It's A Wonderful Life is the perfect movie. Frank Capra's masterpiece is just as salient and affecting today as it was when it came out 73 years ago. Some will tell you it's too sappy and tidy or cheesy. But those people don't appreciate the underlying darkness in the film that taps into something primal in all of us.
How can a person who has it all think he has nothing to live for? And why does it happen so often? Heavy stuff.
On a much brighter note, posting blogs on Christmas Eve has afforded me the opportunity to share an opinion I've never really pushed before, yet feel real confident in saying.
The football sweater that George Bailey wears home after the (oh yes, oh yes) Big Charleston Contest is the greatest uniform of all time.
Look at this beaut.
Bailey does not make for an imposing figure in the get-up and that's sort of the point. He is not supposed to be the most athletic, handsome, or brave person in Bedford Falls. He's simply meant to be average. Like you. And me.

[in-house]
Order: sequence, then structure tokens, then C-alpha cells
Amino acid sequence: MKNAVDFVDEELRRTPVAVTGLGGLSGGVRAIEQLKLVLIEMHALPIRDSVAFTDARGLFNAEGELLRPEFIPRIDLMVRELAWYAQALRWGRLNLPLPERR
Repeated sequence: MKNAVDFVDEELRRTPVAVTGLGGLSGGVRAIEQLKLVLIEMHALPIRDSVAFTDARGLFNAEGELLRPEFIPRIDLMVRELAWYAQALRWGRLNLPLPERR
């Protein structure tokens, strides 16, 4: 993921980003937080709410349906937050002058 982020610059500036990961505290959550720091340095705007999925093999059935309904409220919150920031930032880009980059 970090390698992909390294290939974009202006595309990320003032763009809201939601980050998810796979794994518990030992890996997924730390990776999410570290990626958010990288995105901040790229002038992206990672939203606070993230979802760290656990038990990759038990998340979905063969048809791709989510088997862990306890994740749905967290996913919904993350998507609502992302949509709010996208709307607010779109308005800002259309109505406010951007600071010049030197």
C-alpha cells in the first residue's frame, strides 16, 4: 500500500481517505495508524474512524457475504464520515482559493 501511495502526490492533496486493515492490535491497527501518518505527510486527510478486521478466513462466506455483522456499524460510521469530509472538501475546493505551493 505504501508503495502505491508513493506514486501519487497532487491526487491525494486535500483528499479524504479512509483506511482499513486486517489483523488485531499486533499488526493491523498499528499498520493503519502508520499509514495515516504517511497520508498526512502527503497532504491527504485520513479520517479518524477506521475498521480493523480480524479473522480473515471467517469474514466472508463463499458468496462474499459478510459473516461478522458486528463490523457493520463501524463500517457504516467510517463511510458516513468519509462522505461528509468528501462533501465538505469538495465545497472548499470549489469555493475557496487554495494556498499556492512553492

At one point he even remarks how he's not the football type. He is a less accurate thrower than his date, Mary Hatch. But dammit, he just looks like a quarterback for the 1923 Chicago Staleys who tossed four touchdowns and ran for three more against some local mechanics whose team would fold once the Great Depression hit.
It's a timeless and classic fit, and the number 3 has stood the test of time as an elite football digit. How did they get it so right? And did they know they were getting it right?
Disagree if you wish, but remember the wisdom from the movie. No man is a failure who has takes.